Project Blue Book
Special Report No. 14
Project Blue Book Special Report No. 14 was a statistical analysis of 3200 reported UFO sightings collected between 1947 and 1954.
In December 1951, head of
Project Blue Book
Captain Edward J. Ruppelt met with members of the Battelle Memorial Institute, a think tank based in Columbus, Ohio, near Wright-Patterson Air Force Base. Ruppelt wanted their experts to assist them in making the Air Force UFO study more scientific. It was the Battelle Institute that devised the standardized reporting form. Starting in late March 1952, the Institute started analyzing existing sighting reports and encoding about 30 report characteristics onto IBM punch cards for computer analysis.
Project Blue Book Special Report No. 14 was their massive statistical analysis of Blue Book cases. 3200 by the time Project Blue Book Special Report No.14 was completed in 1954. Even today, it represents the largest such study ever undertaken. Battelle employed four scientific analysts, who sought to divide cases into "knowns," "unknowns," and a third category of "insufficient information."
They also broke down knowns and unknowns into four categories of quality, from excellent to poor. E.g., cases deemed excellent might typically involve experienced witnesses such as airline pilots or trained military personnel, multiple witnesses, corroborating evidence such as radar contact or photographs, etc.
In order for a case to be deemed a "known," only two analysts had to independently agree on a solution. However, for a case to be called an "unknown," all four analysts had to agree. Thus the criterion for an "unknown" was quite stringent.
In addition, sightings for Project Blue Book Special Report No.14 were broken down into six different characteristics-color, number, duration of observation, brightness, shape, and speed-and then these characteristics were compared between knowns and unknowns to see if there was a statistically significant difference.
Project Blue Book Special Report No.14 results:
About 69% of the cases were judged known or identified; about 9% fell into insufficient information. About 22% were deemed "unknown," down from the earlier 28% value of the Air Force studies, but still a very large fraction of the cases.
In the known category, 86% of the knowns were aircraft, balloons, or had astronomical explanations. Only 1.5% of all cases were judged to be psychological or "crackpot" cases. A "miscellaneous" category comprised 8% of all cases and included possible hoaxes.
The higher the quality of the case, the more likely it was to be classified unknown. 35% of the excellent cases were deemed unknowns, whereas only 18% of the poorest cases. This was the exact opposite result predicted by skeptics, who usually argued unknowns were poorer quality cases involving unreliable witnesses that could be solved if only better information were available.
In all six studied sighting characteristics, the unknowns were different from the knowns at a highly statistically signficant level, in five of the six measures the odds of knowns differing from unknowns by chance was only 1% or less. When all six characteristics were considered together, the probability of a match between knowns and unknowns was less than 1 in a billion.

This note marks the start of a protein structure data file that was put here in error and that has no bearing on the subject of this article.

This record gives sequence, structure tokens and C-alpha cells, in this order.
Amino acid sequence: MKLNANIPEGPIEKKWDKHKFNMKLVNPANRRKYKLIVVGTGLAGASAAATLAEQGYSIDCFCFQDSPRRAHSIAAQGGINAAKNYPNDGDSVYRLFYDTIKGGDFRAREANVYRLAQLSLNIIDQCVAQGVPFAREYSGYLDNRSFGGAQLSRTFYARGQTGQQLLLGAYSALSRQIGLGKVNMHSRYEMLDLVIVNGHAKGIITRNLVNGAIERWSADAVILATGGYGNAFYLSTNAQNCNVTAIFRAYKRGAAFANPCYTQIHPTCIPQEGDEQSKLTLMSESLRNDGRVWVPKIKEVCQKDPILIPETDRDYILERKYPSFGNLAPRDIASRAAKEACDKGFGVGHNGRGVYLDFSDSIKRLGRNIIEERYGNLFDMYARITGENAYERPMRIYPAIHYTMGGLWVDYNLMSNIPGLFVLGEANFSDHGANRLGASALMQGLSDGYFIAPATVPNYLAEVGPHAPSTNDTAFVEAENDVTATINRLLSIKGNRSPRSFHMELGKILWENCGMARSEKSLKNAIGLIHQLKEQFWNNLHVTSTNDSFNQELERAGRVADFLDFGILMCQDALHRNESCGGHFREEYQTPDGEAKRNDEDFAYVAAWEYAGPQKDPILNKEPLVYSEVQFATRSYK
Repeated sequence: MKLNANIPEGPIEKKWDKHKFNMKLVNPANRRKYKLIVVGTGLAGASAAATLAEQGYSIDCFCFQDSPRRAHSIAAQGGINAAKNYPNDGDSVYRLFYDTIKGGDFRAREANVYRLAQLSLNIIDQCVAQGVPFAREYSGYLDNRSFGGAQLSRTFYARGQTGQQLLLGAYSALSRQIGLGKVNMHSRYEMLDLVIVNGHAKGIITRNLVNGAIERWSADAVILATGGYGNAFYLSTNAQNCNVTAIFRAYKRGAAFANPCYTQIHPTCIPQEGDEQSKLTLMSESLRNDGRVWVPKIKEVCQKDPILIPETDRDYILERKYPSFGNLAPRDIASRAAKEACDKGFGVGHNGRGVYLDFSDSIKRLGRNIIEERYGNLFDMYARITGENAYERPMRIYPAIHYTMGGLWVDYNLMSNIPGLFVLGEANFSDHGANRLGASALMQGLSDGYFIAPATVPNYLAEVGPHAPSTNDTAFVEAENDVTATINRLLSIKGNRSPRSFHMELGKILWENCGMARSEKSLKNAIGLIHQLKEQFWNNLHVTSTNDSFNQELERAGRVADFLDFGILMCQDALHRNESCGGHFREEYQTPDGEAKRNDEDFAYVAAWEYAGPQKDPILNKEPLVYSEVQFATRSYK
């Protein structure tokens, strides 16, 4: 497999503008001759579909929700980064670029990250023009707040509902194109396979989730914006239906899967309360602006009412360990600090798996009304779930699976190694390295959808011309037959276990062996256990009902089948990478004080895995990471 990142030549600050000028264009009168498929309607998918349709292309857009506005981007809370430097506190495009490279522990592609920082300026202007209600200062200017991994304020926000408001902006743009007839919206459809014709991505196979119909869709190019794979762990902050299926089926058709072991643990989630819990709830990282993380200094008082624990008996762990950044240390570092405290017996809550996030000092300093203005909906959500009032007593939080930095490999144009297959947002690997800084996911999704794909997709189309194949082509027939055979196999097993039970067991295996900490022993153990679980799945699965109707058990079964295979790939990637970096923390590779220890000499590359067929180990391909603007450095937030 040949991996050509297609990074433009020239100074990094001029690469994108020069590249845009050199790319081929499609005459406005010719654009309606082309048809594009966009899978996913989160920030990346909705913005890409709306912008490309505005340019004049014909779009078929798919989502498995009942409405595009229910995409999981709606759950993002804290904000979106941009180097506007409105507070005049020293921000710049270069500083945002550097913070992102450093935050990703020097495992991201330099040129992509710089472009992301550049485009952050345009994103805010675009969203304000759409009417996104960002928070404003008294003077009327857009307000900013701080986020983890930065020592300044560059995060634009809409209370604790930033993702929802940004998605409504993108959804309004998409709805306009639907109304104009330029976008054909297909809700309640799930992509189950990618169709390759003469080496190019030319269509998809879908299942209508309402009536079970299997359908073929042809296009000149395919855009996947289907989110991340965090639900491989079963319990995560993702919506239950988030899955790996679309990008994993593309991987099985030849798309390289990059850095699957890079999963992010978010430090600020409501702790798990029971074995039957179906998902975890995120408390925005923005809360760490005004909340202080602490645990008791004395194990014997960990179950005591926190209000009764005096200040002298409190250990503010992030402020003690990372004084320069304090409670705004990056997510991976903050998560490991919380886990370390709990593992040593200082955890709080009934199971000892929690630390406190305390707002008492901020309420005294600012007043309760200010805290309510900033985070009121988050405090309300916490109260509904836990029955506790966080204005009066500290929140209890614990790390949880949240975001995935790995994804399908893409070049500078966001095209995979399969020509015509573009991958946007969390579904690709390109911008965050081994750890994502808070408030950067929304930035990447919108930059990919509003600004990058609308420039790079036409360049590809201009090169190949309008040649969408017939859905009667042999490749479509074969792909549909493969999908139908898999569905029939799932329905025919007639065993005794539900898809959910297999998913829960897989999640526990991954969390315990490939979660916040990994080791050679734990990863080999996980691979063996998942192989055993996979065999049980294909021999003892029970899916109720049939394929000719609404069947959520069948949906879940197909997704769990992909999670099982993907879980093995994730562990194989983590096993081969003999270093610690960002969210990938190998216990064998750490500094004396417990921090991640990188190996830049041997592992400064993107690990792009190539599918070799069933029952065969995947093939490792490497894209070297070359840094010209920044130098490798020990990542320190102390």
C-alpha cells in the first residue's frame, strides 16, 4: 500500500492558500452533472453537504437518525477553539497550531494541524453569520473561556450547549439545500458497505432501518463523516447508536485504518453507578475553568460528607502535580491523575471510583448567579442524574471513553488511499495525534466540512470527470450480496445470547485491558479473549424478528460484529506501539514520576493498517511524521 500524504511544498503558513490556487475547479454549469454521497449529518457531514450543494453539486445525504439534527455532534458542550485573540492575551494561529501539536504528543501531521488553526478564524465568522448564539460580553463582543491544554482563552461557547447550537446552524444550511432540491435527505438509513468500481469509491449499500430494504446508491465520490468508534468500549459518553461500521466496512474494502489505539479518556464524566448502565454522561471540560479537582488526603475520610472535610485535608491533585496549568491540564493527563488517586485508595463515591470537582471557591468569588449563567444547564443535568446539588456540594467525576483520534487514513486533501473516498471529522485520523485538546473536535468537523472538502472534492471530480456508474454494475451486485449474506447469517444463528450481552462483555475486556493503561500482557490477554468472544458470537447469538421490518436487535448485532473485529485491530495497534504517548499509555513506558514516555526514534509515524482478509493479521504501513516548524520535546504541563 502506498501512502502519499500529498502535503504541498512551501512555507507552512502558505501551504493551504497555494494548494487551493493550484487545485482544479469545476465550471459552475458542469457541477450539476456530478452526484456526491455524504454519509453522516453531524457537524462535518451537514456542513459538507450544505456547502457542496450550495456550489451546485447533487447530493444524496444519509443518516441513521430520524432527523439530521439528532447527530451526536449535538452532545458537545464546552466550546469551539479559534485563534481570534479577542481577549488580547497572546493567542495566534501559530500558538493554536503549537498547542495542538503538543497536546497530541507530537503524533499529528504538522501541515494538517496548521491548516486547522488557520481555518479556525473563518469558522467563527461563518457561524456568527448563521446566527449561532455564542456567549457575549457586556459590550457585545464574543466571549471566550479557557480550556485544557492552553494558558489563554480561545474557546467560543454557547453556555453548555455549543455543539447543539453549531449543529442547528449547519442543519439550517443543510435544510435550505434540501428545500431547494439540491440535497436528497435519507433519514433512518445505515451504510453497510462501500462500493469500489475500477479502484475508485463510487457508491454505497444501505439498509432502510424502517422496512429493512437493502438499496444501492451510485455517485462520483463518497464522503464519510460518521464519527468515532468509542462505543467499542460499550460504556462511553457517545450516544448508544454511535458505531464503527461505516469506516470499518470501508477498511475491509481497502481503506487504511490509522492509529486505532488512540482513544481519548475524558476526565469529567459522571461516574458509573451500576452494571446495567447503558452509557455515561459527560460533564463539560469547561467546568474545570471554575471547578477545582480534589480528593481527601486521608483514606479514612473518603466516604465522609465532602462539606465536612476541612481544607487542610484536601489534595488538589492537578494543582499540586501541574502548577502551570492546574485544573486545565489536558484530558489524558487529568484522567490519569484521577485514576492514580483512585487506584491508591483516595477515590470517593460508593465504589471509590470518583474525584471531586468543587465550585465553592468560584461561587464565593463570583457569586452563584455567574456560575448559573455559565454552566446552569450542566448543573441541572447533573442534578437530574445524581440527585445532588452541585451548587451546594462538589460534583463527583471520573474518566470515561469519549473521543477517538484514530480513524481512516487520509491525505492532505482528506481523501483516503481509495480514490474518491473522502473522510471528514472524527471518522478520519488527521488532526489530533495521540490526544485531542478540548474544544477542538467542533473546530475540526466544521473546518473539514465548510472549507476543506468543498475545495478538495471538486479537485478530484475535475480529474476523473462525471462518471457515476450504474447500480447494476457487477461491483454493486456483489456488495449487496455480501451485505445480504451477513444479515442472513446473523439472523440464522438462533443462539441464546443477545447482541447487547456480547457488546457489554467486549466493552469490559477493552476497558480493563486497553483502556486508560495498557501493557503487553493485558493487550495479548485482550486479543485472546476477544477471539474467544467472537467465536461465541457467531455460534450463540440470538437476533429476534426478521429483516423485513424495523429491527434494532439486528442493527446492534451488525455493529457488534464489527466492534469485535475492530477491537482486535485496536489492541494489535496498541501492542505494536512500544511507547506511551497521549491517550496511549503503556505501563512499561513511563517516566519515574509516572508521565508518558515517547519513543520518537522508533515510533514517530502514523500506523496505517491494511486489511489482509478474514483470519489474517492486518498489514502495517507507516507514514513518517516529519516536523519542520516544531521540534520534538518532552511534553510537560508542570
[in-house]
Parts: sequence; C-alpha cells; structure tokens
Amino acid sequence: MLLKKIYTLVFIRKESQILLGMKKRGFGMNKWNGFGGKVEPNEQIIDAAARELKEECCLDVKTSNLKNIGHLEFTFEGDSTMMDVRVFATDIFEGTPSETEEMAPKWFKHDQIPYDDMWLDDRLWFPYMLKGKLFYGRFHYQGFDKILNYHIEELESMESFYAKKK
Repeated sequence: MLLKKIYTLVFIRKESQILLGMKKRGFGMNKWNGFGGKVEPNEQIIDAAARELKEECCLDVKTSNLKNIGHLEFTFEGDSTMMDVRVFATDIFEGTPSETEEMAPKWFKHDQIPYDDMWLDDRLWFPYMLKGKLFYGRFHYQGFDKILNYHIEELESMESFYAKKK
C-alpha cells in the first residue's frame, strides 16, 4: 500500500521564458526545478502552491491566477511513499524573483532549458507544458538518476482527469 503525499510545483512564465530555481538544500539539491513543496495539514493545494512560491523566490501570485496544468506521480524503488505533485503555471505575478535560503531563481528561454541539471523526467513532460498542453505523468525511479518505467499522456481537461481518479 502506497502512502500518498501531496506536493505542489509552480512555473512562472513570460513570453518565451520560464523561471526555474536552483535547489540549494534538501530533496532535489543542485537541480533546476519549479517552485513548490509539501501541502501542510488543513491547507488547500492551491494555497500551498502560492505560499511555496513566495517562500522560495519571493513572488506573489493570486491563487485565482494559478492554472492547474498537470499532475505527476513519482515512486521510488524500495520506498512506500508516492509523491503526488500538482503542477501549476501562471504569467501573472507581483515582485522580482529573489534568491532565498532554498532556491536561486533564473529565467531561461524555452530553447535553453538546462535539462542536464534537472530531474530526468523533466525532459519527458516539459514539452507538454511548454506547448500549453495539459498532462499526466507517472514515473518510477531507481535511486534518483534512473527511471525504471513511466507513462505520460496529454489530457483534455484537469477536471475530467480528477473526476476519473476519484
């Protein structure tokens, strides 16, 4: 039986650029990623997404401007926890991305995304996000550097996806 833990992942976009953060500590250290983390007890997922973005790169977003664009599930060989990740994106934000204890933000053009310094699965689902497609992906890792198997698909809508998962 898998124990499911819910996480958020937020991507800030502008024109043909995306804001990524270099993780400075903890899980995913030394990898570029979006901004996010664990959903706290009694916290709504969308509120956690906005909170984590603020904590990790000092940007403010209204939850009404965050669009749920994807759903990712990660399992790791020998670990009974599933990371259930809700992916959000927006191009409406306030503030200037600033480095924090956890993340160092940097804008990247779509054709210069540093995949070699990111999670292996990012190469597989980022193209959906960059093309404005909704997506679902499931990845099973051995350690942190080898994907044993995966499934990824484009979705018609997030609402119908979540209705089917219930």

Despite this, the summary section of the Battelle Institute's final report declared it was "highly improbable that any of the reports of unidentified aerial objects... represent observations of technological developments outside the range of present-day knowledge." A number of researchers, including Dr. Bruce Maccabee, who extensively reviewed the data, have noted that the conclusions of the analysts were usually at odds with their own statistical results, displayed in 240 charts, tables, graphs and maps. Some conjecture that the analysts may simply have had trouble accepting their own results or may have written the conclusions to satisfy the new political climate within
Project Blue Book
The Robertson Panel.
When the Air Force finally made Project Blue Book Special Report No.14 public in October 1955, it was claimed that the report scientifically proved that UFOs did not exist. Critics of this claim note that the report actually proved that the "unknowns" were distinctly different from the "knowns" at a very high statistical significance level. The Air Force also incorrectly claimed that only 3% of the cases studied were unknowns, instead of the actual 22%. They further claimed that the residual 3% would probably disappear if more complete data were available. Critics counter that this ignored the fact that the analysts had already thrown such cases into the category of "insufficient information," whereas both "knowns" and "unknowns" were deemed to have sufficient information to make a determination. Also the "unknowns" tended to represent the higher quality cases, i.e. reports that already had better information and witnesses.
The result of the BMI study were echoed by a 1979 GEPAN report which stated that about a quarter of over 1,600 closely studied UFO cases defied explanation, stating, in part, "These cases ... pose a real question."
Project Blue Book Special Report, Back to Project Blue Book.
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